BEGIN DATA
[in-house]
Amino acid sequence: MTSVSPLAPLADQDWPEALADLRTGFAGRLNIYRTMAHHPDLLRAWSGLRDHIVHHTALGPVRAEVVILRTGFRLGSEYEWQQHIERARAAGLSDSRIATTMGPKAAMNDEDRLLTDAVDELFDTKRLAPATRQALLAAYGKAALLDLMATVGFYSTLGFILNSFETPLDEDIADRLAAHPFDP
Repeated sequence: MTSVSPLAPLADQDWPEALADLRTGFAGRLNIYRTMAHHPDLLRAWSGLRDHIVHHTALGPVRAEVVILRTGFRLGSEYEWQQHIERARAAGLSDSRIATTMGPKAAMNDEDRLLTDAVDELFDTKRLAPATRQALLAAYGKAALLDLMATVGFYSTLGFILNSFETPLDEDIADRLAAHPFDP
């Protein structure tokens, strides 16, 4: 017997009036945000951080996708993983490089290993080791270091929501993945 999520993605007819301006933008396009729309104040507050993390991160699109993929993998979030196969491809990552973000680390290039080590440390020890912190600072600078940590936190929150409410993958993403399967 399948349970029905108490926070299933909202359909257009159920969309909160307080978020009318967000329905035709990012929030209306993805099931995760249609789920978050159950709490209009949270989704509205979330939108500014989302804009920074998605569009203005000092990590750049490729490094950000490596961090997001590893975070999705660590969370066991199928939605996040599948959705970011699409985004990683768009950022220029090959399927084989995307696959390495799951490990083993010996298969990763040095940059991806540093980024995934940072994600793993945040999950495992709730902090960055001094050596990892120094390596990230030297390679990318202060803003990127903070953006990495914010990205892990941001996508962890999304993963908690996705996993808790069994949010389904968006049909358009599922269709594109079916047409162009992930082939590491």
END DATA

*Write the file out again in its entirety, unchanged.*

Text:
[in-house]
Amino acid sequence: MTSVSPLAPLADQDWPEALADLRTGFAGRLNIYRTMAHHPDLLRAWSGLRDHIVHHTALGPVRAEVVILRTGFRLGSEYEWQQHIERARAAGLSDSRIATTMGPKAAMNDEDRLLTDAVDELFDTKRLAPATRQALLAAYGKAALLDLMATVGFYSTLGFILNSFETPLDEDIADRLAAHPFDP
Repeated sequence: MTSVSPLAPLADQDWPEALADLRTGFAGRLNIYRTMAHHPDLLRAWSGLRDHIVHHTALGPVRAEVVILRTGFRLGSEYEWQQHIERARAAGLSDSRIATTMGPKAAMNDEDRLLTDAVDELFDTKRLAPATRQALLAAYGKAALLDLMATVGFYSTLGFILNSFETPLDEDIADRLAAHPFDP
């Protein structure tokens, strides 16, 4: 017997009036945000951080996708993983490089290993080791270091929501993945 999520993605007819301006933008396009729309104040507050993390991160699109993929993998979030196969491809990552973000680390290039080590440390020890912190600072600078940590936190929150409410993958993403399967 399948349970029905108490926070299933909202359909257009159920969309909160307080978020009318967000329905035709990012929030209306993805099931995760249609789920978050159950709490209009949270989704509205979330939108500014989302804009920074998605569009203005000092990590750049490729490094950000490596961090997001590893975070999705660590969370066991199928939605996040599948959705970011699409985004990683768009950022220029090959399927084989995307696959390495799951490990083993010996298969990763040095940059991806540093980024995934940072994600793993945040999950495992709730902090960055001094050596990892120094390596990230030297390679990318202060803003990127903070953006990495914010990205892990941001996508962890999304993963908690996705996993808790069994949010389904968006049909358009599922269709594109079916047409162009992930082939590491």